"I think what you see in the barrios of L.A. -- the imagery, the sacredness, the assertion of identity and pride -- is actually no different from us," she said. "Just as in the Maori world, they have recurrent symbols that have particular messages for the wearer, the viewer and the family member."Could this be sort of chicken-and-egg. Tattoos are more en vogue than ever. So everyone gets a "tribal arm band" from some tribe somewhere, not knowing or caring what tribe the designs might be from. So the culture or tribe from which they come start to notice, and re-embrace, reclaim, their designs. So they get more righteously popular again. And the rightful owners want exclusivity. Everyone else is a poser. Which of course, everyone else was to begin with.
Like most other Maori, she wishes tourists and the trendy would respect what the tattoos are saying and not try to warp them into fashion statements.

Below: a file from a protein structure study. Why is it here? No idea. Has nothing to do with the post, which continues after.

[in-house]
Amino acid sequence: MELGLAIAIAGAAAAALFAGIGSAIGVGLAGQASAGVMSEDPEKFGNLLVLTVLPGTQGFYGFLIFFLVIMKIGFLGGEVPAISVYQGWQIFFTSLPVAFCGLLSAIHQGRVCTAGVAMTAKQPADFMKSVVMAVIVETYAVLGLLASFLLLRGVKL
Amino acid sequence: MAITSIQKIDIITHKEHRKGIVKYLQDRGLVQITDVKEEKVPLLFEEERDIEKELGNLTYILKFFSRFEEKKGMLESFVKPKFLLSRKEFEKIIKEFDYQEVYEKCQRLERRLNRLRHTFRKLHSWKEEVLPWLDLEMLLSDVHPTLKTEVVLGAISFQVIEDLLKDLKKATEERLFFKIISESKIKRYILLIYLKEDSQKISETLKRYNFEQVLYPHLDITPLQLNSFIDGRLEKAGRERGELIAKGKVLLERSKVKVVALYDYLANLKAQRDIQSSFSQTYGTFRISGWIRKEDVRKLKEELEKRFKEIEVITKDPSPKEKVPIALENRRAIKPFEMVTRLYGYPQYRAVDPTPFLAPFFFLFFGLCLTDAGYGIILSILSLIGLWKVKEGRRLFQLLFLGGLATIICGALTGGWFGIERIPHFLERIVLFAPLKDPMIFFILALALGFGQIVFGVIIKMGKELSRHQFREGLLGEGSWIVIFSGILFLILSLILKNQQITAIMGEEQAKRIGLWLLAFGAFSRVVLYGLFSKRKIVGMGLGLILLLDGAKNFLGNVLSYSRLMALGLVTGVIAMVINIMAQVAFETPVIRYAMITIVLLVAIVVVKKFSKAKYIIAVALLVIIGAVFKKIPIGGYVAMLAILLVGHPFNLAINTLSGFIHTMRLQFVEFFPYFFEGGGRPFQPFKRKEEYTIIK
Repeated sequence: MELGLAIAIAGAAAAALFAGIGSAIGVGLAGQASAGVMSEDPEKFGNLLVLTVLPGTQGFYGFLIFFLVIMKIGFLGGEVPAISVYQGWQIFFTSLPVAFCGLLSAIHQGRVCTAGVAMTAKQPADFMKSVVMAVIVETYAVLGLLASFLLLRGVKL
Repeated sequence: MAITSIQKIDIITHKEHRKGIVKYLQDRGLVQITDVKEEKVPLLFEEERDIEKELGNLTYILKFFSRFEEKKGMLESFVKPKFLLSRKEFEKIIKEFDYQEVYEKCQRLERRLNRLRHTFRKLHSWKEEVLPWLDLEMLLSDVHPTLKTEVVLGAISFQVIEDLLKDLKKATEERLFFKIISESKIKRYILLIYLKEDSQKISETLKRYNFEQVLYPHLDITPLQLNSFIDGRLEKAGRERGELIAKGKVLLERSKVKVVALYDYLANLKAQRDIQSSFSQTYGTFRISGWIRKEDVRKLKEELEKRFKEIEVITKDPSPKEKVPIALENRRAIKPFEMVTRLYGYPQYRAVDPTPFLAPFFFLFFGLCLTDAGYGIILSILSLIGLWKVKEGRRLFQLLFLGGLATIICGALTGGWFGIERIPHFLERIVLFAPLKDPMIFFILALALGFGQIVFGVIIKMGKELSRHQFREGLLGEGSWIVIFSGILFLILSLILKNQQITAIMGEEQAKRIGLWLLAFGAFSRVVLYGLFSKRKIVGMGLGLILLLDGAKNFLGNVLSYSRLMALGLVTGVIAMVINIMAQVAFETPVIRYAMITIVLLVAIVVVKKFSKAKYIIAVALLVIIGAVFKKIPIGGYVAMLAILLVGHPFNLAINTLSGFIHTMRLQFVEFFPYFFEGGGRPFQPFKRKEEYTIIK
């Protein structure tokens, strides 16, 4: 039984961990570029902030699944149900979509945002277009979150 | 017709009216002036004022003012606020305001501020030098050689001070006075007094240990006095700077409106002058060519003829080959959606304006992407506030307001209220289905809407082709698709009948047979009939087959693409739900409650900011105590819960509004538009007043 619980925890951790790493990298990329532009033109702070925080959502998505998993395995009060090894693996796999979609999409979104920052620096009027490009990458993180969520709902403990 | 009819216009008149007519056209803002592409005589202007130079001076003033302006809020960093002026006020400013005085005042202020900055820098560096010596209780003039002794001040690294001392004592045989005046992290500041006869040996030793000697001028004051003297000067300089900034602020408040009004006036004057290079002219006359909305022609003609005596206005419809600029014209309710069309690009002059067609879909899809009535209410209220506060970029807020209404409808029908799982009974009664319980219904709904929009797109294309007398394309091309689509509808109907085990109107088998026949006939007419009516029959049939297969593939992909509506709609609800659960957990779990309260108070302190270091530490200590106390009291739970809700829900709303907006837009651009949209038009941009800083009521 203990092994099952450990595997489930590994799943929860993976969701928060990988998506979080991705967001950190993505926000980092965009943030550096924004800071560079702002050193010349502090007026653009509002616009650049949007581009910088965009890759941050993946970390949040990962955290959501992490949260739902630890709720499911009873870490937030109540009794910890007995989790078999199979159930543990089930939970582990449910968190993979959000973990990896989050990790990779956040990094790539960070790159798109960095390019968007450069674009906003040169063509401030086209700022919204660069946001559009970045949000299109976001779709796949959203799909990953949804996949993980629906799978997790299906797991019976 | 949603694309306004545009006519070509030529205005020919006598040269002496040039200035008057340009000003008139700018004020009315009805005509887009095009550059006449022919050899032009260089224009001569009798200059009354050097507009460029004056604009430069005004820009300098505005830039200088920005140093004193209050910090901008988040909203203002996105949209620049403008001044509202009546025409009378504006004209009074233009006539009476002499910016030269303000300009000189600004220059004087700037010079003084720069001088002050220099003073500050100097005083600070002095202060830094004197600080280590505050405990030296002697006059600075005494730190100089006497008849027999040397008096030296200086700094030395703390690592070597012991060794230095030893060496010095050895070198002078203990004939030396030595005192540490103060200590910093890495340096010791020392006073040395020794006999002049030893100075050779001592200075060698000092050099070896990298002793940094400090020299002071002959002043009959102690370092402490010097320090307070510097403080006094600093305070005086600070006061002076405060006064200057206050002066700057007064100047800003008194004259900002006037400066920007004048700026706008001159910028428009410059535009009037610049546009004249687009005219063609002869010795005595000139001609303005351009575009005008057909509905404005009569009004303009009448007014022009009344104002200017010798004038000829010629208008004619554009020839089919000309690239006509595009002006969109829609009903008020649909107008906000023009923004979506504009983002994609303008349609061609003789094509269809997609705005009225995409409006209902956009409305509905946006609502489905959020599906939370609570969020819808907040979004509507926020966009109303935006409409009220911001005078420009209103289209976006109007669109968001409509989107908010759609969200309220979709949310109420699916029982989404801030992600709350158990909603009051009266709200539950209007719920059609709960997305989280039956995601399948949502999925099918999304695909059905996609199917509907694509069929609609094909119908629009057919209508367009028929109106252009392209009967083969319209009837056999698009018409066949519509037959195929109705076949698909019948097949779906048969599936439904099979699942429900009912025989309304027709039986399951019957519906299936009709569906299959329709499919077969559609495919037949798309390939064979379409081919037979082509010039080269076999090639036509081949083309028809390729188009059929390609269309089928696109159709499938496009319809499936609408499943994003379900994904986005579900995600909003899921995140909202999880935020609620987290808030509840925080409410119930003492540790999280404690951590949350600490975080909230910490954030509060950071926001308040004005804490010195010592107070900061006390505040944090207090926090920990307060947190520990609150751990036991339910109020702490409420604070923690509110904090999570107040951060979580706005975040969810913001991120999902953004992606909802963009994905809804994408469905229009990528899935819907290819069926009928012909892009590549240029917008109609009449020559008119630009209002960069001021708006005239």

"Even though it's expressed through art on the skin, it's very much about belonging," she said. "And if you don't belong, you shouldn't wear it."
None more so than the tramp-stamped among us. I digress.
But what about this notion of exclusivity? You shouldn't do something if you don't know what it means, I suppose. But we're an increasingly ornamental society, aren't we? Form with no function. Form with no context.
Or, if you prefer, you can just label to whole subject "barbaric." I know at least two readers who will do that. (Love you guys.)
Maybe the problem is our American cultural need to insist we don't have a culture and thus to celebrate "culture" - someone else's, anyone else's - because it is the only legitimate way to live. We have a culture. We just don't notice it because we live it and we've, mostly, not taken an anthropology class or looked up the definition of culture. But nevermind. It's getting to circular, isn't it.